Well, I have to say I was initially seduced by this notion in an article in the BBC News, and then, intriguingly, disavowed of my naïveté. The article was titled ‘Why does Sweden have more boys than girls?’ http://www.bbc.com/news/magazine-35444173 My first thought, of course, was so what? The normal secondary sex ratio for humans would seem to average out around 5 extra boys, for every 100 girls that are born. Various reasons have been proposed to explain this, and I assumed (there we go again) that the article was reporting a new one –or at least new proof.
And then, when that didn’t prove to be the case in the first paragraph or two, I wondered if there were some hitherto unknown problems with northern sunlight, or perhaps residual effects from Chernobyl…
But I quickly became aware that they were using the term not as sex ratio at birth (the secondary sex ratio), but rather the sex ratio at ages 16 to 17 years of age (which would be closer to the tertiary sex ratio). I hadn’t expected this, and so now I had to again switch assumptions.
First of all, they gave a little background: ‘official statistics show that in 2014, there were 108 boys for every 100 girls among Sweden’s 16 and 17-year-olds.’ Okay, 108 boys per 100 girls is not so far off the 105 boys expected. I almost shrugged and moved on to another article until I read the next sentence: ‘But the country now has 123 boys for every 100 girls in this age group’. Whoa, that woke me up. So, not only do they talk in terms of a specific age group, they also report that in one year it has changed remarkably.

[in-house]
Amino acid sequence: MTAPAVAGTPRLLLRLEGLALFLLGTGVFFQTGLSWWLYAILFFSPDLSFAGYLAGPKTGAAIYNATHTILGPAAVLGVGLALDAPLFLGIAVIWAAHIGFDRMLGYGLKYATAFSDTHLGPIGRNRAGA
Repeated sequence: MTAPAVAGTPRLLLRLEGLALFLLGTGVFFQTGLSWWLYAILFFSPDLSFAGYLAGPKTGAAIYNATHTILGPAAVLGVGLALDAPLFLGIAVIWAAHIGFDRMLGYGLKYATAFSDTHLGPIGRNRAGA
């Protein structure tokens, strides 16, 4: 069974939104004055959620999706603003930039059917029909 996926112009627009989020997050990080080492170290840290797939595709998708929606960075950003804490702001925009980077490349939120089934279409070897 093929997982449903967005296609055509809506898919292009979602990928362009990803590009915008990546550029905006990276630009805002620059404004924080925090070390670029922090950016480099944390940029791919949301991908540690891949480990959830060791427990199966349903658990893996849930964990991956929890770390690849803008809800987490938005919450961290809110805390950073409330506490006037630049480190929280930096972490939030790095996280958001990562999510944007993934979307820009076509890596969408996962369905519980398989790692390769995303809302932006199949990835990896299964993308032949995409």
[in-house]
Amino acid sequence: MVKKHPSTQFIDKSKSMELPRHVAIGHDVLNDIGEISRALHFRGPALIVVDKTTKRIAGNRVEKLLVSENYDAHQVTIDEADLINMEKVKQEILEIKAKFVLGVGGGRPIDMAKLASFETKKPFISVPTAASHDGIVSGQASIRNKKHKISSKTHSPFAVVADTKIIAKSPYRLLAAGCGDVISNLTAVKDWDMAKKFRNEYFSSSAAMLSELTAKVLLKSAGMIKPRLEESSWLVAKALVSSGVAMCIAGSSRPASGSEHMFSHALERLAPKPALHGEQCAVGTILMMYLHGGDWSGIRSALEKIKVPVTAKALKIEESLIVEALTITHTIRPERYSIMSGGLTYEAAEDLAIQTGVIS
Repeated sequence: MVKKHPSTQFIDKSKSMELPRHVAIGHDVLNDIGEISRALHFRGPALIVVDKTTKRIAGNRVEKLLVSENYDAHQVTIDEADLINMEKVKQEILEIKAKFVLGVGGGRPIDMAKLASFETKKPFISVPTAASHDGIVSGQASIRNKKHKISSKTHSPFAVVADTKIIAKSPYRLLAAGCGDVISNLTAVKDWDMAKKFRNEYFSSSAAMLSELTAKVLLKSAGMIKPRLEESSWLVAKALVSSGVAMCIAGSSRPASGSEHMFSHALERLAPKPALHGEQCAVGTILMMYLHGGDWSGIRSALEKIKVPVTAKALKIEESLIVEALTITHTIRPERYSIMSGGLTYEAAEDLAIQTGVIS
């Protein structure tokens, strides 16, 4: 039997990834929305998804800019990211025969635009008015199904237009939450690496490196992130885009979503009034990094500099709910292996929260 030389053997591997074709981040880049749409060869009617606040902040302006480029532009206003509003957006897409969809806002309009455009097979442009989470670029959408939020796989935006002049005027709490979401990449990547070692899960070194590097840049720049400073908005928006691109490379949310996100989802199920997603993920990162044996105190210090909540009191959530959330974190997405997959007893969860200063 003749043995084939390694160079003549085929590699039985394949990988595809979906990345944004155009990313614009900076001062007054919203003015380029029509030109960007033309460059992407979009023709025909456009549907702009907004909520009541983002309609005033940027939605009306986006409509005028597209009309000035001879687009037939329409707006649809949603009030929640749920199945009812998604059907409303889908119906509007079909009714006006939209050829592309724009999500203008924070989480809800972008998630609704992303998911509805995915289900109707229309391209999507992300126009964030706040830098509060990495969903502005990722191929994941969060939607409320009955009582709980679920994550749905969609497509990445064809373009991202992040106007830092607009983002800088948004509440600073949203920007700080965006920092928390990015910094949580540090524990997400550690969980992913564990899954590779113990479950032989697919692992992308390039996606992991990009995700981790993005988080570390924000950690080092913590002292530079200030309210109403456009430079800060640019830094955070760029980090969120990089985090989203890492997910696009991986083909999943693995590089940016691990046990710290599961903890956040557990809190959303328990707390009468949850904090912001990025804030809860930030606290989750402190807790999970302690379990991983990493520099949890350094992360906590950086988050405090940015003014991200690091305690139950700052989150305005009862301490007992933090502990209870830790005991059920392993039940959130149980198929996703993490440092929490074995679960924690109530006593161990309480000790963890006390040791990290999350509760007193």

Time to examine my assumptions again, I realized. It turns out that the discrepancy is largely explained by immigration –or more accurately, refugees. But am I also to assume that it would be dominated by males -boys, actually? This requires another assumption: that more young men are able to make their ways through the turmoil and suffering of their native lands than their female counterparts. If the family is in dire need, and has little chance of making it out intact, perhaps it sends out the strongest, in hopes he (or sometimes she) will find refuge and then send for them. But is the male preponderance merely related to societal expectations and socially determined male roles?